Spotting 101: How to Spot the Bench, Squat, and Dumbbell Press
Spotting isn't just a question of etiquette; it's how you can help a friend hit a PR and not get injured in the process. Learn the fundamentals and spread the word!
It's easy to believe that spotting is just a question of gym etiquette, like wiping down machinery or putting away weights. It's something you know you should do, but never really give much thought.
Lifters who push themselves in the gym know better. To them, knowing when to ask for a spot—and knowing how to spot someone when they ask—is like wearing a seat belt. It doesn't seem like that big of a deal until you really need it. And if you keep training long enough, you'll have a few stories about someone who needed it.
Here's what you need to know about spotting, and how to do it correctly, for the lifts that require it most often.
The Essentials of Spotting
Spotting is when one person steps in to actively monitor and (if necessary) help someone while they're lifting fairly close to the limits of their ability. It's something you'll see a good personal trainer doing for their client, but it's also common for training partners. But it's also something that strangers ask one another to do in a commercial weight room.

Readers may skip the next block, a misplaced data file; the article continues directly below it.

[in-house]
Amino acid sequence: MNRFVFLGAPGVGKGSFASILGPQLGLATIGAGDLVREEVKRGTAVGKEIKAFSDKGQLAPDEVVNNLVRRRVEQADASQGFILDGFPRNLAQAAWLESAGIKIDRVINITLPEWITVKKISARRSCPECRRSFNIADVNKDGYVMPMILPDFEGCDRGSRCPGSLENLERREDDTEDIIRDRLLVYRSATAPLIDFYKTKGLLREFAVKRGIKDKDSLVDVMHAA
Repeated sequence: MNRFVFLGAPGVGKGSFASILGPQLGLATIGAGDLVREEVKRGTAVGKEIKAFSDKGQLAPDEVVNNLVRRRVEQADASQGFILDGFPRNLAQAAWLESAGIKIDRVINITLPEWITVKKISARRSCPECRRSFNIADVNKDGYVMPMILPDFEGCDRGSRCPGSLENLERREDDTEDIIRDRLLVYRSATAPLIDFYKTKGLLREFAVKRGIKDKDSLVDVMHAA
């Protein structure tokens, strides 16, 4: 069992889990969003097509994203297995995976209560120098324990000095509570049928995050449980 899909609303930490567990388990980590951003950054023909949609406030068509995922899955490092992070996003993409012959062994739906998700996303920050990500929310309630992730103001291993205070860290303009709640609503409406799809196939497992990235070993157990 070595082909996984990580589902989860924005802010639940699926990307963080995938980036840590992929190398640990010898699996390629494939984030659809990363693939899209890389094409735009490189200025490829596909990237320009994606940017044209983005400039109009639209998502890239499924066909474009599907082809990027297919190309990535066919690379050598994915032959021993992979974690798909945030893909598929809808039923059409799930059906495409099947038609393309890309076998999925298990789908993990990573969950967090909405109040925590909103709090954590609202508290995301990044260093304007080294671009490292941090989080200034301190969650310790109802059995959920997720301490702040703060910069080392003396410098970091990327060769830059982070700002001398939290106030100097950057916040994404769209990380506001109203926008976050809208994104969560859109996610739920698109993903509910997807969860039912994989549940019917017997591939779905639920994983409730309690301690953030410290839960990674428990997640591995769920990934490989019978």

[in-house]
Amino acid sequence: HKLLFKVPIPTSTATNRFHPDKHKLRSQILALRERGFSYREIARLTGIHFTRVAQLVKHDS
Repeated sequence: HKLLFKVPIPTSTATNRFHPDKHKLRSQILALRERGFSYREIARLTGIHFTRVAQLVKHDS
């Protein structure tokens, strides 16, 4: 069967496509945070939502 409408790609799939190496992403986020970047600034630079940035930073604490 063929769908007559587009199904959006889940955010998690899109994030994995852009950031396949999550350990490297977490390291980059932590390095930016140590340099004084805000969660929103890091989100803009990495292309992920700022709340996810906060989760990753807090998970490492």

Simply put, your job as a spotter is to make the lift safe. This might mean simply being present so the lifter feels comfortable lifting, or it might mean something more hands-on, like helping rack and unrack the weight. On occasion, you may be called to help in max-effort reps or during overload work like dropsets or forced reps, like hypertrophy coach Paul Carter outlines in his article, "4 New Ways to Get the Most Out of Your Spotter."
The most common exercises that require a spotter are bench press, back squat, and dumbbell press—both chest and shoulder presses. Each one has some unique needs and challenges, but they all have these elements in common when it comes to being a good spotter: